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A Seed of Hope

A new movement aims to inspire a million households.


The Million Gardens Movement, founded by Kimbal Musk and Frank Giustra, seeks to mobilize a million households to plant edible gardens by the end of 2021. Here’s how reaching that goal will ease food insecurity and boost community connectedness.

Photo Credit: Warwick Saint When the COVID-19 pandemic swept through North America last March, Kimbal Musk and Frank Giustra were both thinking a lot about food. The two business titans-turned-social entrepreneurs didn’t know each other yet. But, from different vantage points, each wanted to help families who were struggling to afford groceries gain greater access to healthy meals. Musk is the co-founder of Big Green, a national nonprofit that since 2011 has built hundreds of learning gardens in underserved schools. As many schools closed to in-person instruction during pandemic shutdowns, those efforts were temporarily halted. Musk began exploring ways to pivot Big Green’s resources toward feeding families hard-it by economic upheaval. Giustra is the publisher of Modern Farmer, an online magazine dedicated to covering how food is grown, produced, and prepared, as well as the political implications of our food system. When people began quarantining at home, traffic to sections of the website that offer gardening tips spiked. A lightbulb went off for Giustra that home gardens could be a low-cost way to help families facing food insecurity* supplement their diets. By a stroke of serendipity, Musk and Giustra were introduced to one another last summer by a mutual friend. They soon discovered their shared passions for healthy food and philanthropy. “Kimbal and I are two peas in a pod,” says Giustra, using an apt garden analogy. When Giustra proposed uniting the resources of Big Green and Modern Farmer to inspire people to plant home gardens, Musk enthusiastically agreed. The idea for a new movement was born. The goal for the Million Gardens Movement, which the pair officially launched March 20 of this year, is as ambitious as the name implies: mobilizing a million new gardeners to grow their own food by the end of 2021. Anyone can join as a gardener or supporter—no green thumb required.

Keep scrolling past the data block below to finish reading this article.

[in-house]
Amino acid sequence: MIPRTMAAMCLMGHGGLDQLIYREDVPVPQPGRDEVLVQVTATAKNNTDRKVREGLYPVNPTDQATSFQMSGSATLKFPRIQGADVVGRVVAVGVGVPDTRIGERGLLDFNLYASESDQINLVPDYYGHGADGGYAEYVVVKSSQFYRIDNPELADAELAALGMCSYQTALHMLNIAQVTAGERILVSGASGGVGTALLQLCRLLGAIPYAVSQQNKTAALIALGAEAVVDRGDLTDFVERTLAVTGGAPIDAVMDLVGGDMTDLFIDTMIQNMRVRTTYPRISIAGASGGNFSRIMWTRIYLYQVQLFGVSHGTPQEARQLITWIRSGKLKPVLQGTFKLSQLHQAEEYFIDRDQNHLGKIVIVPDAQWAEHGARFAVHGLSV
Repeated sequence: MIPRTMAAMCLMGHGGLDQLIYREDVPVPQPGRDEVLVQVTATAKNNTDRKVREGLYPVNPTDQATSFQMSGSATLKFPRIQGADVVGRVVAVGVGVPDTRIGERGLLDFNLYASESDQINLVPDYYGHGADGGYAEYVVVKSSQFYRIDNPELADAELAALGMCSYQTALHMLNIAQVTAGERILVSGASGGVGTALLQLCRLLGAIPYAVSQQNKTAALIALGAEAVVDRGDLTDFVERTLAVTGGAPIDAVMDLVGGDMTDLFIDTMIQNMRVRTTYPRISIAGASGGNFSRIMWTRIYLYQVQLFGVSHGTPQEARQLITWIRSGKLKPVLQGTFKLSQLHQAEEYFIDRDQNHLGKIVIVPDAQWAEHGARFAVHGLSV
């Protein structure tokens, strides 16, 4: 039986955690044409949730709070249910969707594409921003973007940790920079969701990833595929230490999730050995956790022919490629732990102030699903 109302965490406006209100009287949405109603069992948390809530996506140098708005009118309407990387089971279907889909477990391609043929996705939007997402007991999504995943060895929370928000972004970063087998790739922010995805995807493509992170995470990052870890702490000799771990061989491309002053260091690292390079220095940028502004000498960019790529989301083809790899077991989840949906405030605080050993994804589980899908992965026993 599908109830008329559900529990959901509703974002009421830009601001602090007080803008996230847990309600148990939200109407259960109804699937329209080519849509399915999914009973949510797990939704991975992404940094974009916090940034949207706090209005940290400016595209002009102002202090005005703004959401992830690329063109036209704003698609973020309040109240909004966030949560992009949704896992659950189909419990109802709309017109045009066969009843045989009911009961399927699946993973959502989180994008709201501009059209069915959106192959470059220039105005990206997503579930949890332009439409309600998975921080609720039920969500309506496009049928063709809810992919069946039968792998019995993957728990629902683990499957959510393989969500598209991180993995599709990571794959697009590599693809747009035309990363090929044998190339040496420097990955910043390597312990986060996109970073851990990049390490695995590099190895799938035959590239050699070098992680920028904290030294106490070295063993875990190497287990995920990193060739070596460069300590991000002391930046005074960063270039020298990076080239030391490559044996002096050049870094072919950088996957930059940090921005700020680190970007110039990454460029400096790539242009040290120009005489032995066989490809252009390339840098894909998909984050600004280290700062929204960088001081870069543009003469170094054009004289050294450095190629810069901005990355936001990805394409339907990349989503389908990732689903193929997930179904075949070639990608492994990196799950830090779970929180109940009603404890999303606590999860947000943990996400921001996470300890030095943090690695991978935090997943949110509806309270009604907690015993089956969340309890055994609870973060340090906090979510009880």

Thinking big

Giustra and Musk are both known for developing businesses and initiatives that pack a punch. Musk made millions from the sale of the software start-up he founded with his brother Elon Musk (the CEO of Tesla and Space X) before training as a chef and becoming a Boulder, Colorado-based restaurateur. His many ventures—including Big Green, The Kitchen Restaurant Group, and Square Roots (a fleet of hydroponic farms in shipping containers)—connect people to fresh, locally grown food.

Based in Vancouver, British Columbia, Giustra is a mining financier who founded the film studio Lionsgate Entertainment and the charitable Giustra Foundation, which supports initiatives that address everything from homelessness to global poverty. “What really interests me when I engage in any campaign … is to focus on something that has huge impact,” says Giustra.

The Million Gardens Movement is no exception. It seeks to break down barriers that discourage people from planting their own edible gardens. Musk points out that many shy away because they think it’s going to be too difficult. To demystify the process, the Million Gardens Movement offers Garden Pathway guides that draw upon the extensive knowledge base that Big Green and Modern Farmer have accumulated over the years. When you sign up on the website, you can select which crops you’ll be growing and receive personalized guidance on how to plant, care for, cook, and harvest your fruits, veggies, and/or herbs.

Another common obstacle to gardening is a lack of space—or, rather, a perceived lack of space. But Giustra notes that no garden is too small to count toward the goal of a million gardens. “You can start on your windowsill or on your fire escape balcony,” he says. “You don’t need a large plot of land to start a garden.”

Taken together, a million small home gardens will add up to major results in terms of feeding families. Long term, those uber-local gardens also promise to reduce the demand for produce grown overseas and transported vast distances, a practice that pumps tons of carbon emissions into the air.

Photo Credit: Courtney Walsh


Sharing the bounty

For those who lack the financial resources to begin gardening, the Million Gardens Movement offers free, beginner-friendly gardening kits called Little Green Gardens. These are compact garden beds (about a foot wide and a foot deep) filled with soil and seedlings that can be placed wherever there is a patch of sunlight—just add water as needed.

They’re currently being distributed in cities where Big Green works with schools, including Los Angeles, Denver, Chicago, Detroit, Indianapolis, Pittsburgh, and Memphis, but the vision is to expand to more cities throughout North America and beyond.

The beds are reusable, meaning that when one season’s crop has been harvested, the Million Gardens Movement will refill the bed with a new seasonal crop. For example, the beds were planted with potatoes in March and tomatoes in June. In the winter off-season, they’ll be filled with herbs that can be grown indoors.